For those looking to set up their own music streaming system on Linux, there are many options. Still, despite all of the attention going towards things like Emby, Plex, and Subsonic, a lot of Linux users still prefer a command-line based solution. That’s why in this article, we’ll be going over exactly how you can set up your own Linux-based music streaming tool with Music Player Daemon. We’ll go over how to stream over a network, how to set up individual MPD clients, and even how to use the terminal-based MPD tool with a traditional music player on Linux.

Install Music Player Daemon

Getting Music Player Daemon (MPD) working on Linux is a bit of a tedious process. It starts out by installing the client to whatever is hosting the stream. Know that you don’t have to use MPD over the network. It’s possible to install MPD and playback from it on the same PC.

Ubuntu

sudo apt install mpd mpc

Debian

sudo apt-get install mpd mpc

Arch Linux

sudo pacman -S mpd mpc

Fedora

sudo dnf install mpd mpc

OpenSUSE

sudo zypper install mpd mpc

Other Linuxes

Can’t find MPD? Open up your terminal window and use the package manager to search for “MPD.” Install it, and you should be good to go. Be sure also to install the MPC tool, as that is also important. If your Linux distribution doesn’t support MPD at all, there are other ways to download it. The best way would be grabbing the source code itself, and building it.

To get a copy of the Music Player Daemon source code, head over to the official MPD website and grab the .tar.xz version. This version will work on Linux.

Configuring Music Player Daemon

All edits to the Music Player Daemon tool must happen within the configuration file. Any changes to the system, while not required, will need to be made there. If you’d like to edit the file, open up a terminal window and enter the following:

sudo nano /etc/mpd.conf

By default, the MPD tool will store music files in /var/lib/mpd/music, playlists in /var/lib/mpd/playlists, and etc. MPD uses these locations for file storage because of permission purposes. The average user shouldn’t need to edit this file, as the regular locations are excellent.

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A better way to use MPD is just to use a bind mount. This kind of mount will automatically place the contents of ~/Music into /var/lib/mpd/music.

Note: if you’re hosting MPD on a server and not locally, consider just placing the files in /var/lib/mpd/music directly.

sudo mount --bind ~/Music /var/lib/mpd/music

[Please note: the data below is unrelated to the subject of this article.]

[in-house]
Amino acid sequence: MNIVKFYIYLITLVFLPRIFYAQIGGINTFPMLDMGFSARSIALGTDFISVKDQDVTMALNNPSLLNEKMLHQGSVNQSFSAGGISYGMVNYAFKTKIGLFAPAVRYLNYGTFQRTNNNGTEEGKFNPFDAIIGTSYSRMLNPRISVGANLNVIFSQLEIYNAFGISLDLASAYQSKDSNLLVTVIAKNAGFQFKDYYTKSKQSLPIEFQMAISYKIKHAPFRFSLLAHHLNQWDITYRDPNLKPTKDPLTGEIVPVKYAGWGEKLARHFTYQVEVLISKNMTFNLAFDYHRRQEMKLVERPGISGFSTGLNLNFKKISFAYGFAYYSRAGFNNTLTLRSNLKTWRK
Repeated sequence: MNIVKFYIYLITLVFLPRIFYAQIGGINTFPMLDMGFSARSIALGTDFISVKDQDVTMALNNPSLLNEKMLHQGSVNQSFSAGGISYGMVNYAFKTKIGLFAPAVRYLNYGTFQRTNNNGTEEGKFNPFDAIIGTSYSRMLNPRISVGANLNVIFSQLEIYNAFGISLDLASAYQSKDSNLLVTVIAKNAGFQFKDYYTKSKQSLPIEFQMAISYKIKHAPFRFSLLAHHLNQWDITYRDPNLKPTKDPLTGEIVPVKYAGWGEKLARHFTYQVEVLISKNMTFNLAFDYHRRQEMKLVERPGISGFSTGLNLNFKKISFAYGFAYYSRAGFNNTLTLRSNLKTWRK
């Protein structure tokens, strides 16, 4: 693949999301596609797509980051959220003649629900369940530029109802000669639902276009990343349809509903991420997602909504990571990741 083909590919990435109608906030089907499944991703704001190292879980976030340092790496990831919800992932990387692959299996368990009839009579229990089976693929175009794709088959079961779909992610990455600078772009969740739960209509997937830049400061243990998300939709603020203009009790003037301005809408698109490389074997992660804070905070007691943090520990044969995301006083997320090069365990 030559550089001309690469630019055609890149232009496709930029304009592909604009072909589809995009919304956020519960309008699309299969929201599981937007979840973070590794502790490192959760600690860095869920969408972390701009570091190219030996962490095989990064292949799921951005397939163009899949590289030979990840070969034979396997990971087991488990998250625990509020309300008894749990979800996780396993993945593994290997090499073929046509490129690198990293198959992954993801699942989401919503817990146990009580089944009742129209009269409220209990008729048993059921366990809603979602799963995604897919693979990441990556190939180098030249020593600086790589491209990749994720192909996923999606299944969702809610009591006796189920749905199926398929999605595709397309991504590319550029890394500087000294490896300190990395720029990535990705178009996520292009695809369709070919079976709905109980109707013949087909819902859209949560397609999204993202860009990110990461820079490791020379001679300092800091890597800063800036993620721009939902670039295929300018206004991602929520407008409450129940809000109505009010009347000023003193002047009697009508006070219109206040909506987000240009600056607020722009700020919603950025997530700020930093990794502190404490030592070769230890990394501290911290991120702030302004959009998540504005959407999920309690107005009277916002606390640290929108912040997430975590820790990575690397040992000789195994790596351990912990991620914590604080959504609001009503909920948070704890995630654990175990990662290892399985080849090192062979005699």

Then, use the cat command to find the mount line in /proc/mounts.

cat /proc/mounts | grep ~/Music

Combining both cat and grep will show us the exact mount line that ~/Music and /var/lib/mpd/music are bound. Now, to make this bind permanent. Be sure to change “/home/username/” to your PC’s user.

su
echo ''  /etc/fstab
echo '# MPD Bind Mount'  /etc/fstab
echo '/home/username/Music /var/lib/mpd/music none rw,bind 0 0'  /etc/fstab

Lastly, you’ll need to use the systemd init system to start the service.

sudo systemctl enable mpd

sudo systemctl start mpd

Gnome Music Player Client

There are many graphical MPD clients to use on Linux, and they all have their use cases. That said, not all of these clients are easy to use. In this tutorial, we’ll be connecting to the stream with the Gnome Music Player Client. Here’s how to install it.

Ubuntu

sudo apt install gmpc

Debian

sudo apt-get install gmpc

Arch Linux

sudo pacman -S gmpc

Fedora

sudo dnf install gmpc

OpenSUSE

sudo zypper install gmpc

Open GMPC to be taken through the “first launch” tool. It’ll help you set up a connection. If you’re using MPD from a remote Linux server, be sure to change “localhost” to it’s IP address. Not sure what the IP address is? Try this.

Find Public IP

ping pcdomainname.com -c1

Example: ping google.com

OUTPUT:  PING google.com (172.217.12.110) 56(84) bytes of data.

Find Local IP

ping pc-host-name -c1

Example: ping ubuntu-server

OUTPUT: PING ubuntu-server (192.168.1.126) 56(84) bytes of data.

Enter all the connection details and then move down to “music directory.” In this area, write the location /var/lib/mpd/music/. Don’t worry about entering a password, just click the connect button. If the connection is successful, click the “forward” button to move on to the next page.

As GMPC starts, you’ll notice that there aren’t any music files. No, this doesn’t mean that you set up the MPD server wrong and that you’ve got to start over. Gnome Music Player Client just has to build a database. Rebuilding the MPD database is a little like pressing the “scan library” button on your favorite local music player.

Refresh the database by clicking “Server,” then selecting “Update MPD Database”. You’ll then be able to play back any music in the /var/lib/mpd/music folder remotely, via GMPC. This app doesn’t update the database automatically. Each time new music files are added, you’ll need to refresh the client again.